COATES: So, I mean, is this the idea here, the end justifies the means? And you talk about, you supported it before.


COATES: The arguments I often hear people say before this has been "Democrats, they don't play the right game. They've got the Republicans, who are more cohesive. They're playing dirty, they think, the Republicans are. And they talk about that. And why are the Democrats so concerned with the moral high ground?"


COATES: This is, do you think it's seeding (ph) that in an effective way?

BEGALA: Well, I just I think there's political problems with it more than moral problems. But the moral problem is some of them might win. Some of them probably will win. And that's playing with fire.

It's not the same as the very nice lady in Delaware, Christine O'Donnell, who had to deny that she was a witch, when she ran in 2010. And Chris Coons, the Democrat, beat her, when Biden became Vice President.

COATES: Who among us hasn't had to deny that--

BEGALA: Right. Probably that was just an exception.

COATES: --every now and then?

BEGALA: She wasn't a threat to the Constitution, the way some of these extreme MAGA people are. And I love Sean. I had the office next to him in the White House. I love him.

But I think all of us are giving the Democrats too much credit for success here. The truth is, you try to monkey around the other side's primary, you're probably going to mess it up, or probably not have very much effect. Republicans are perfectly capable of picking crazy people, without my help!

JENNINGS: But you know what--

BEGALA: And they're doing it all across the country.

JENNINGS: I actually think it was determinative in New Hampshire. Because the last--


JENNINGS: Oh, yes. I think the last-minute investment that the Schumer super PAC made there? I mean, they spent like $5 million, to get Bolduc, over the line. Morse had some institutional support, in the state. I think he was tracking ahead. I really do think it was determinative.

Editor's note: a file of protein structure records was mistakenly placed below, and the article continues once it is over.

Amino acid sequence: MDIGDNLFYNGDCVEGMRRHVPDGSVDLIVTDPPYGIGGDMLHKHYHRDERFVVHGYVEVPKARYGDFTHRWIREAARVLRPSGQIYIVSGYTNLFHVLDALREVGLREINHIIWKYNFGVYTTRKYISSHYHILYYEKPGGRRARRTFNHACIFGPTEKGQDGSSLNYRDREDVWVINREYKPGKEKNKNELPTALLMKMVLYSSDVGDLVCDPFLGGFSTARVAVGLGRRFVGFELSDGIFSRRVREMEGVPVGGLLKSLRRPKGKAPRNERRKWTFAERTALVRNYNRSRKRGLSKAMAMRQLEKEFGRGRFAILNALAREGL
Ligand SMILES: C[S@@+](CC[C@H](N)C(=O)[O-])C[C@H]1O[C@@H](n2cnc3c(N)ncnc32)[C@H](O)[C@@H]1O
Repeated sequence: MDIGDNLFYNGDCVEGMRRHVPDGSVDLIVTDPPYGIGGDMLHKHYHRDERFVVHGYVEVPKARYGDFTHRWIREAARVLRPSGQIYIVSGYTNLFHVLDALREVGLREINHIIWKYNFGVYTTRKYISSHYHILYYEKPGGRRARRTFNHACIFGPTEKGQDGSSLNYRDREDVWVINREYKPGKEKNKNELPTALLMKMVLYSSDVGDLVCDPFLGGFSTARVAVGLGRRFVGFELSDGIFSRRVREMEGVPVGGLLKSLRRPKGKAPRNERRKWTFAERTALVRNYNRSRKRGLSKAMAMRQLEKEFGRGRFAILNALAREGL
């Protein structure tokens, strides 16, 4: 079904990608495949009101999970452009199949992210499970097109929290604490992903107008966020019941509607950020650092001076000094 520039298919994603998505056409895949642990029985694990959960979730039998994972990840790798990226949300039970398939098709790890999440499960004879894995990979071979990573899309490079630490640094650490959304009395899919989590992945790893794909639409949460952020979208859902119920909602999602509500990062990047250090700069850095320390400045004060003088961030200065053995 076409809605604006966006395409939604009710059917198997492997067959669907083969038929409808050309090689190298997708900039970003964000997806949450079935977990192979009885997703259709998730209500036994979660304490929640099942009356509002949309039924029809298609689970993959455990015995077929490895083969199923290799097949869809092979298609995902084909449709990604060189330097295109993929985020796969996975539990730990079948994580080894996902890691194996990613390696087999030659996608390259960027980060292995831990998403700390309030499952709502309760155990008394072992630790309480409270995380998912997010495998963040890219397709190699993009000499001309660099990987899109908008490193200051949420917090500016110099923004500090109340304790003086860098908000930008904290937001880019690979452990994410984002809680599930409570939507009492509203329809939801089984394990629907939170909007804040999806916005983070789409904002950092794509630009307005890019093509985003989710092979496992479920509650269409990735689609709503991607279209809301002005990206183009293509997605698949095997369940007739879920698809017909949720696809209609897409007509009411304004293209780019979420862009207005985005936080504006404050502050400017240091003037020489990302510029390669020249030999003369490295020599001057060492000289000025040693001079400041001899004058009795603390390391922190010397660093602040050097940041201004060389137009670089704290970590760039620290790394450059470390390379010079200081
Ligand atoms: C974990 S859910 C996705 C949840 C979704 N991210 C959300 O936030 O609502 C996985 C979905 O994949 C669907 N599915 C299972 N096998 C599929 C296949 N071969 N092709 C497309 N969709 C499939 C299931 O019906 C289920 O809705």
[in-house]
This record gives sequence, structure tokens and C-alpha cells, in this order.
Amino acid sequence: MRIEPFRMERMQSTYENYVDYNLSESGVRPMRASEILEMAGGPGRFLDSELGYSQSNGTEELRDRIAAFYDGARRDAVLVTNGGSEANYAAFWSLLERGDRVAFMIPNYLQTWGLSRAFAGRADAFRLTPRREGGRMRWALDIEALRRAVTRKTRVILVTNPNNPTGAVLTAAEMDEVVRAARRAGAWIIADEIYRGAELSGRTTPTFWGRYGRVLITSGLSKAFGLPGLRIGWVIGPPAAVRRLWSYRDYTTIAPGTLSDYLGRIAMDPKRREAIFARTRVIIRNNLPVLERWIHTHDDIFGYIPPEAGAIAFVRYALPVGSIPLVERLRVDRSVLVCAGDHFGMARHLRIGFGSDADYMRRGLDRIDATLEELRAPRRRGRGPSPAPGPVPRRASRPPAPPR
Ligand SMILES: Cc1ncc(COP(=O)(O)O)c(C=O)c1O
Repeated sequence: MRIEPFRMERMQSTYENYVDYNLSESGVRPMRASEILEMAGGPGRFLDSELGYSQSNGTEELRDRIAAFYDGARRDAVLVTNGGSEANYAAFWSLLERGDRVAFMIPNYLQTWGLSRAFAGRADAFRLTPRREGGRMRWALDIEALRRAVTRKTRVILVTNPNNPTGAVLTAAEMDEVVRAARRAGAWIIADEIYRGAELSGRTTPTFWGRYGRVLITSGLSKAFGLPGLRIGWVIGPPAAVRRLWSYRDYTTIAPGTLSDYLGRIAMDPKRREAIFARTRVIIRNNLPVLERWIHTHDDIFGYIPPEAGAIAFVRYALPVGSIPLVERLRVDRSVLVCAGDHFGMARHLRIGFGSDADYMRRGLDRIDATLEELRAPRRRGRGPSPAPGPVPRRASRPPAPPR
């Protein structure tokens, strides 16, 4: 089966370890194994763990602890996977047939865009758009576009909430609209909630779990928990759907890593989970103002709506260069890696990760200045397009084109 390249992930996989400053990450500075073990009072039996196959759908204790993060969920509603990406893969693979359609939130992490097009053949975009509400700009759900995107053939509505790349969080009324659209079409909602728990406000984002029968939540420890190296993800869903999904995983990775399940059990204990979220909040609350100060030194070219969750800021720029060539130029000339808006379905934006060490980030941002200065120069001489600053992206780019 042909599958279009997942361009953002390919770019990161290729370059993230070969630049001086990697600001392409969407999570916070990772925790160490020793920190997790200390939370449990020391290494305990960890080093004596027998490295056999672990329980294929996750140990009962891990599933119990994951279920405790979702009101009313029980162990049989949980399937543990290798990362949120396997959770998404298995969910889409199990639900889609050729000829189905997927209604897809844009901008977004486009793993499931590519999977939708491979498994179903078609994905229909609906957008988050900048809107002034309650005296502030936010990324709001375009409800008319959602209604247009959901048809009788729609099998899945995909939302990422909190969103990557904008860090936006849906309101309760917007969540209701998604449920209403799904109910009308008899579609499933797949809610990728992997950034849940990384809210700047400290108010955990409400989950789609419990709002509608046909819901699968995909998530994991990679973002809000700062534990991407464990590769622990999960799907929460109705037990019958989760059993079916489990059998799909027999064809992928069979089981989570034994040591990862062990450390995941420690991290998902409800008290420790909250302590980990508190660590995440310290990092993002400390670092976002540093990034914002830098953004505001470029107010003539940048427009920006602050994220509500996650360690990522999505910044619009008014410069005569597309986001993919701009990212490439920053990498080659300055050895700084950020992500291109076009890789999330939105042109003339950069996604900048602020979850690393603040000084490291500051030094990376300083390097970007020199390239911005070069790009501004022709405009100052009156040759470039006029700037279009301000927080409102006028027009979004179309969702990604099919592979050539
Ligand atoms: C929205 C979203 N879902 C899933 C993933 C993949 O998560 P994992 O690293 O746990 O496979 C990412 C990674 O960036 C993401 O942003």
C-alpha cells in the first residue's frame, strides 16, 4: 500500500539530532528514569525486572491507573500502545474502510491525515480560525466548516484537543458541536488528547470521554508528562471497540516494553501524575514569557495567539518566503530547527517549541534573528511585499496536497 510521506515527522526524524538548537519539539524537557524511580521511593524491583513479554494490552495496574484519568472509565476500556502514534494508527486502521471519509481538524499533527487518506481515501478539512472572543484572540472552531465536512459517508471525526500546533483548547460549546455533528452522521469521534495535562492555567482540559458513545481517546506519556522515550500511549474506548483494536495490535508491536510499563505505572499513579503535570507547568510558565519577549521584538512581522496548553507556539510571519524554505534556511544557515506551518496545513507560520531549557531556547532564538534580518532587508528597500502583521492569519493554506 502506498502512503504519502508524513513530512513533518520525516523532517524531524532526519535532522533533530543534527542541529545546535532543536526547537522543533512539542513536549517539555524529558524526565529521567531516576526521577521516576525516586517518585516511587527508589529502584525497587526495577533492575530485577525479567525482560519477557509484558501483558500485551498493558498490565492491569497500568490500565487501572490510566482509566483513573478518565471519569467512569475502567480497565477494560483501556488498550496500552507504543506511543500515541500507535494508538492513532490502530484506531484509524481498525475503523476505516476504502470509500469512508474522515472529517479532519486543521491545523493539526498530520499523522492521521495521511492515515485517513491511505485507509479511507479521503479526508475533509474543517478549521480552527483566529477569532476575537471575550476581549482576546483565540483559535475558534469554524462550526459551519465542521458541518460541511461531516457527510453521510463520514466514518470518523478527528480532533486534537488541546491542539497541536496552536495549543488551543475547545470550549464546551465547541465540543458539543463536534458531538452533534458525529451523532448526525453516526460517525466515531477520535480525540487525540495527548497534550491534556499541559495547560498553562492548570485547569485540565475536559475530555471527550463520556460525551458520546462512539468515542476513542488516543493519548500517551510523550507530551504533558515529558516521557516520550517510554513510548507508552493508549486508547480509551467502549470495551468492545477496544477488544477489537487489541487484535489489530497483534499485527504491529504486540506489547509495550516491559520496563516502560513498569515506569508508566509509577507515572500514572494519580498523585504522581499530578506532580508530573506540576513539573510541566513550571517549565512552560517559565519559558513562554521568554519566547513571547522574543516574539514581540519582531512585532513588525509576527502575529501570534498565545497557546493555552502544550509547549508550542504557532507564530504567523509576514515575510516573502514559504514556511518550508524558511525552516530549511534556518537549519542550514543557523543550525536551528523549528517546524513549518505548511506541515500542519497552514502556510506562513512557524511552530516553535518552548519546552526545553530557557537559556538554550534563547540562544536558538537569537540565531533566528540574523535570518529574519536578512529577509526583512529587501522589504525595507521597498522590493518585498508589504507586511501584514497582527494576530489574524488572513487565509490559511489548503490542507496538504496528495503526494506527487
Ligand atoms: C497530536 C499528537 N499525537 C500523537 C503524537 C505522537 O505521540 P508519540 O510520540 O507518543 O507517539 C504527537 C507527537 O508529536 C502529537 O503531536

ENTEN: Yes. It was a race that was decided by just a percentage point.


ENTEN: I just got to add though, when I hear witches, I think of Harry and Wizards, so.

COATES: You looked right into my eye, and said, "Witches." I don't know what to say. Maybe it was Anjelica Huston, throwback, in some point in time. The show was called, "The Witches," from Roald Dahl? All right.


COATES: Thank you.


COATES: I always had a blank stare, over here. But, either way, thinking about--

ENTEN: We're too young!

COATES: Oh, are we? Oh? Well, the witch might come out, now, on that comment! And we'll talk about that - next, about that.

Harry Enten, Paul Begala, Scott Jennings.

I promise you, it's not quite October. No witches will come out anytime soon.

We'll be right back, everyone.


COATES: Hey, thanks for watching.

"DON LEMON TONIGHT," starts right now.

Hey, Don Lemon?


We've got a big storm, bearing down on - down in Florida. It's going to be bad. COATES: It's unbelievable, to think about the storm surges, to think about how the area that's affecting? I mean, it's the first in what, a 100 years, Don?


COATES: It's scary!

LEMON: Yes. It's growing and growing and growing. And I'm supposed to go down. So, hopefully, I can get down, and get on a plane. And if so, I will see you there, tomorrow night. I'm going to get started, though, and get on this segment.

COATES: Please stay safe.

LEMON: Thank you very much, Laura. Have a good night. I'll see you soon.

So, this is "DON LEMON TONIGHT."